data word length for which the polynomial is effective. Many polynomials are good for short words but poor at long words. There are relatively few polynomials that are excellent for medium-length data words while still being good for relatively long data words. Unfortunately, prime factorization of a polynomial is not sufficient to determine the achieved HD value for any particular message length. While many previous results for CRC effectiveness have been published, no previous work has attempted to achieve complete screening of all possible 32-bit polynomials.
3.
HAMMING DISTANCE
The Hamming Distance (HD) between two strings or codewords of equal length is the number of positions for which the corresponding symbols are different. That is, it measures the minimum number of substitutions required to change one into the other, or the number of
errors
that transformed one string into the other. Another way to define HD is that, it is the number of bit positions in which two codewords differ. See the following examples:
Codeword1
Codeword2
HD
i.
1011101
and
1001001
is 2. ii.
2173896
and
2233796
is 3. iii.
toned
and
roses
is 3. This is a cube HD: 110 111 010 011 100 101 000 001
Figure 1: Determining Hamming Distance
As seen in Figure 1 above, following the red path, from 100 to 011, it has distance 3. This is quite obvious if you count the total number of the paths. Also, following the blue path, from 010 to 111, the distance is 2.
International Journal of Management & Information Systems
–
Second Quarter 2010 Volume 14, Number 2
108 The following C++ code computes the Hamming Distance (HD) between two strings of equal distance. const int m, n; int Hd; char S1[m]; char S2[n]; --- if (m == n) { for (int i = 0; i < m; i ++) { if (S1[i] != S2[i]) Hd += 1; sum = Hd; } return sum; } The significance of HD is that if two codewords are a Hamming distance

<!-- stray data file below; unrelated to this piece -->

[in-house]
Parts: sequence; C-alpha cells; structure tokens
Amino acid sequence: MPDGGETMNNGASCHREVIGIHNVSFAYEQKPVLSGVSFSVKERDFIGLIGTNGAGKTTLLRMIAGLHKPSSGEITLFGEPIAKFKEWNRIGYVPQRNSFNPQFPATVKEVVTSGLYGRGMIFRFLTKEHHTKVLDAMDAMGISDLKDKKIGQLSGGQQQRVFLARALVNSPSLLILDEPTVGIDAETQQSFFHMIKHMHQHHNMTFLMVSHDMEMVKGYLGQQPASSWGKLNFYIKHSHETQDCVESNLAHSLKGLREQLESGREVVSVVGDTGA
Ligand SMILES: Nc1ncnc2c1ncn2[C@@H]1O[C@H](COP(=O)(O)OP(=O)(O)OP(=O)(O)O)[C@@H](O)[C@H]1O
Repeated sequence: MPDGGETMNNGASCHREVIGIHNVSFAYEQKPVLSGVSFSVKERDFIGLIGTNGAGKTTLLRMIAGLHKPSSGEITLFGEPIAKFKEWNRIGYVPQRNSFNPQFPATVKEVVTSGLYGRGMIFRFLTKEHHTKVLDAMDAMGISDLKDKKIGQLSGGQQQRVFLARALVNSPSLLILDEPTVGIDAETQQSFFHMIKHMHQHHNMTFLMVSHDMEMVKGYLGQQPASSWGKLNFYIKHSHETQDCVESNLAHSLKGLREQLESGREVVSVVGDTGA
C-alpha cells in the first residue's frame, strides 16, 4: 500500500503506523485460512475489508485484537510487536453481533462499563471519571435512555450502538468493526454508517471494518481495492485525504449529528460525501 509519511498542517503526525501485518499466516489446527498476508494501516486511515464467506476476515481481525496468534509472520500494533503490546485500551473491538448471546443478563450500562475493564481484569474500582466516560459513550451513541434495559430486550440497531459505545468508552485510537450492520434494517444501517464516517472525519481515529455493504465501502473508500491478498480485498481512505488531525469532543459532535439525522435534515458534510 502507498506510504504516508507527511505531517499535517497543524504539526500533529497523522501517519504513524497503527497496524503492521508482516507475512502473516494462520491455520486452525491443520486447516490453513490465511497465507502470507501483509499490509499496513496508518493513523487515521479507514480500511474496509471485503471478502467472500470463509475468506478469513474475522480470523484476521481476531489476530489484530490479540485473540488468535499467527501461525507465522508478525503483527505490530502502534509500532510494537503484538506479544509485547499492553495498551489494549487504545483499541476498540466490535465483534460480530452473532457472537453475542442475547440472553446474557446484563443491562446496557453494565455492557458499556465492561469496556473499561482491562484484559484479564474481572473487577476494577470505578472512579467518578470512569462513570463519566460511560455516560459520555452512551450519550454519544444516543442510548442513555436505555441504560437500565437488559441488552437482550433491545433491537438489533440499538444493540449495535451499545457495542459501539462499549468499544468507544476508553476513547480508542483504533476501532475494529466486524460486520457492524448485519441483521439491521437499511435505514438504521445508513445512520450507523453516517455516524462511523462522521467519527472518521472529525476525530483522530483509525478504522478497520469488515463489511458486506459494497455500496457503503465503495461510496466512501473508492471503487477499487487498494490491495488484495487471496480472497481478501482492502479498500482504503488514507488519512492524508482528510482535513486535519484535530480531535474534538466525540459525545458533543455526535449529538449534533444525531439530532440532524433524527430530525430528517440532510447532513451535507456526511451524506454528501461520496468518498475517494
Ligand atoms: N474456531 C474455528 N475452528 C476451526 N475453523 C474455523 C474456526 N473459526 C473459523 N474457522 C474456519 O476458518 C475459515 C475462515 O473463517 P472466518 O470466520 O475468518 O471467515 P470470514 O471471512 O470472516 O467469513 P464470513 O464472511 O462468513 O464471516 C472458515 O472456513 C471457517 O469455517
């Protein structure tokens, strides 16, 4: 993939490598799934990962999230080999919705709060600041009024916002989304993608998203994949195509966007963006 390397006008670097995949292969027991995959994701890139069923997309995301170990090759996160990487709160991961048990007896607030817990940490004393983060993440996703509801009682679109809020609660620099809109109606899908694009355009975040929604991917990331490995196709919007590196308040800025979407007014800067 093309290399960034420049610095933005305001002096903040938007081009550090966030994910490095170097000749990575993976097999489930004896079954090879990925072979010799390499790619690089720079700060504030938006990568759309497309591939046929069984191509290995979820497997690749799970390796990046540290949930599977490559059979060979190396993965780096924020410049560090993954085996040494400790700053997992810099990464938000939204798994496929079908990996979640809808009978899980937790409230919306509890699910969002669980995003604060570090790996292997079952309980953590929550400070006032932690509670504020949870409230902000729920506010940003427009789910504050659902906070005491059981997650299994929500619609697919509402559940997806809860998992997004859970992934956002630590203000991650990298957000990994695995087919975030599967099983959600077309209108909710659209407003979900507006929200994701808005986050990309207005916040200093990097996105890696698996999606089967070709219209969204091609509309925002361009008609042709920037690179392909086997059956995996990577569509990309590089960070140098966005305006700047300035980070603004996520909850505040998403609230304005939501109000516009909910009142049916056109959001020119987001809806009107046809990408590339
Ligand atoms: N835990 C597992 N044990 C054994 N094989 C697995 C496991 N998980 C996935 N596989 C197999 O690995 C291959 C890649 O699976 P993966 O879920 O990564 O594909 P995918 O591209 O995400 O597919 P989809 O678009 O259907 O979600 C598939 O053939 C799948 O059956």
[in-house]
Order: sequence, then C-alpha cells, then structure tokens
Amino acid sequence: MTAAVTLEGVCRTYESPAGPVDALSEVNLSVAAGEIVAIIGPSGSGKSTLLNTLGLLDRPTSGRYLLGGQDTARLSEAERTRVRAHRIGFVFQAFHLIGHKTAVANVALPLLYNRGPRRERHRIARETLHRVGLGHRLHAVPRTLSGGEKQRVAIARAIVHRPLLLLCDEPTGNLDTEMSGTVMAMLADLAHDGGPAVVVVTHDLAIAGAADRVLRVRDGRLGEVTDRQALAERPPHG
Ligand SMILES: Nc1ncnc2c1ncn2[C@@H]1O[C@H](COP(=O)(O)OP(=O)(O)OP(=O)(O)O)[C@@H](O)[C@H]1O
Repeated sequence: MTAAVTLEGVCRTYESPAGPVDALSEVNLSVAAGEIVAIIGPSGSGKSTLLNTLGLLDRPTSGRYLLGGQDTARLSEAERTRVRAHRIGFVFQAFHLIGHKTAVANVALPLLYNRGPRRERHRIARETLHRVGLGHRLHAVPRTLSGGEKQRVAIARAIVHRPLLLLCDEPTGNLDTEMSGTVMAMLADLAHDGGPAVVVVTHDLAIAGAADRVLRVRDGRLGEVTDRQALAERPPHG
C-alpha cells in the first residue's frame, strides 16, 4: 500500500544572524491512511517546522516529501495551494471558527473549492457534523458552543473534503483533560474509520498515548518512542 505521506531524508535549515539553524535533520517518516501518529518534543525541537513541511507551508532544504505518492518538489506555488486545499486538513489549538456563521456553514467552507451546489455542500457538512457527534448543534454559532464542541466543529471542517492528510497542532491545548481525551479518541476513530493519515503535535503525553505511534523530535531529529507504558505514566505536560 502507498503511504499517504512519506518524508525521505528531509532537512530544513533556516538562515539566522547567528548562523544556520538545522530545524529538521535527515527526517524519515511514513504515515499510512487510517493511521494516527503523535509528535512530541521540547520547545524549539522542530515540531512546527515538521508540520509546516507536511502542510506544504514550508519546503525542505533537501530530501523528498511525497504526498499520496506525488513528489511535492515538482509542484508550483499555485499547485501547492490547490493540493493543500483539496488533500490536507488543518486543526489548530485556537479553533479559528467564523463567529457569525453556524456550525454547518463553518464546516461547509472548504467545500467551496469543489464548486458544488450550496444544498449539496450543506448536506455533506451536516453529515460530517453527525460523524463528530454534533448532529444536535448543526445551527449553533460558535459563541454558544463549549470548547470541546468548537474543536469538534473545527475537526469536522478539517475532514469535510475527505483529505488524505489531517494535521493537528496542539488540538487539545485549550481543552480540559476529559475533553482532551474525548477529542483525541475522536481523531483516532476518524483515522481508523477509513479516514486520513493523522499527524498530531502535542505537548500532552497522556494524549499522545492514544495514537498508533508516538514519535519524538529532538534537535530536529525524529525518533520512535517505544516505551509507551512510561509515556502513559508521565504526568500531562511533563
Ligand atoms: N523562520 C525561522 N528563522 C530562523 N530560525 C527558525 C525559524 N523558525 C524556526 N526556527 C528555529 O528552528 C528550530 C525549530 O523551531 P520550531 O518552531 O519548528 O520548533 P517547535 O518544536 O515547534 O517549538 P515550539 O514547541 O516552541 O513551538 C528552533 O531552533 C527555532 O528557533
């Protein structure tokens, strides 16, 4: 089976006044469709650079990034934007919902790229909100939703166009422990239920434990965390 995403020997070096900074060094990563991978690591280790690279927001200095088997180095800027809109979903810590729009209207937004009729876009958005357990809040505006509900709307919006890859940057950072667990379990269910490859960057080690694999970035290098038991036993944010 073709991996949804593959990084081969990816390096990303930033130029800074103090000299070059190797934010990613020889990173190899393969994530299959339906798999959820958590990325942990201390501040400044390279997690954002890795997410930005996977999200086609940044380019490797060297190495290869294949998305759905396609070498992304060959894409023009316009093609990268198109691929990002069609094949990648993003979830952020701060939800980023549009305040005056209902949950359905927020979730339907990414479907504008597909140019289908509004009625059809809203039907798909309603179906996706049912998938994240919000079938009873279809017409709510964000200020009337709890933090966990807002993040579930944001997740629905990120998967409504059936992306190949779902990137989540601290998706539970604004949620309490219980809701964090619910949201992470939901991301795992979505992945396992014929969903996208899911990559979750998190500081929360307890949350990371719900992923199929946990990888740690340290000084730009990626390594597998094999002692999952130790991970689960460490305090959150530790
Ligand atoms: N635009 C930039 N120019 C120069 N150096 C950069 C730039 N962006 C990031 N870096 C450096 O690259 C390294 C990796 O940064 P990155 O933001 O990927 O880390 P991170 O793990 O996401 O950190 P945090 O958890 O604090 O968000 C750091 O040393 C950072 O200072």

d
apart, it will require
d
single-bit errors to convert one into the other. The error detecting properties of a code depend on its Hamming distance because to detect d errors, you need a distance of d+1 code.
4.
POLYNOMIAL CODES IN DETECTING ERRORS
In data transmission, a simplex channel is not preferred if an error is detected, but most often, error detection followed by retransmission is preferred because it is more efficient to handle. A polynomial code is a widespread means of detecting errors in data transmission. Polynomial coding treats each message as a polynomial equation with each bit in the message representing a coefficient in the equation. Polynomial codes are based on treating bit strings as representations of polynomial with coefficients of 0 and 1 only. For instance, a k-bit frame is regarded as the coefficient list for a polynomial with k terms, ranging from x
k-1
to x
0
. Such a polynomial is said to be of degree k
–
1. The higher order (leftmost) bit is the coefficient of x
k-1
; the next bit is the coefficient of x
k-2
, and so on. For example, 110001 has 6 bits and thus represents a six term polynomial with coefficients 1, 1, 0, 0, 0, and 1 as x
5
+ x
4
+ x
0
. When the polynomial code method is used, the sender and the receiver must agree upon a
generator polynomial
,
G(
x
)
in advance, (Tanenbaum, 1989). Both the high order and low order bits of the generator must be 1. To compute the
checksum
for some frames with
m
bits, corresponding to the polynomial
M(
x
),
the frame must be longer than the generator polynomial,
G(
x
).
The basic idea is to append a checksum to the end of the frame in such a way that the polynomial represented by the checksummed frame is divisible by
G(
x
).
If there is a remainder, there has been a transmission error, otherwise, there is no error if there is no remainder. The following algorithm was used in Andrew
Tanenbaum’s book
(Tanenbaum, 2003) in computing the checksum: a. Let
r
be the degree of G(x). Append r zero bits to the low order end of the frame so that it now contains m + r bits, which corresponds to the polynomial
x
r
M(x).
b. Divide the bit string corresponding to G(x) into the bit string corresponding to
x
r
M(x)
using modulo 2 division arithmetic. c. Subtract the remainder (which is always
r
or fewer bits) from the bit string corresponding to
x
r
M(x)
using modulo 2 subtraction arithmetic. The result is the checksummed frame to be transmitted, called
T(x).
For example, calculate the checksum of this frame: 1101011011 with G(x) = x
4
+ x + 1.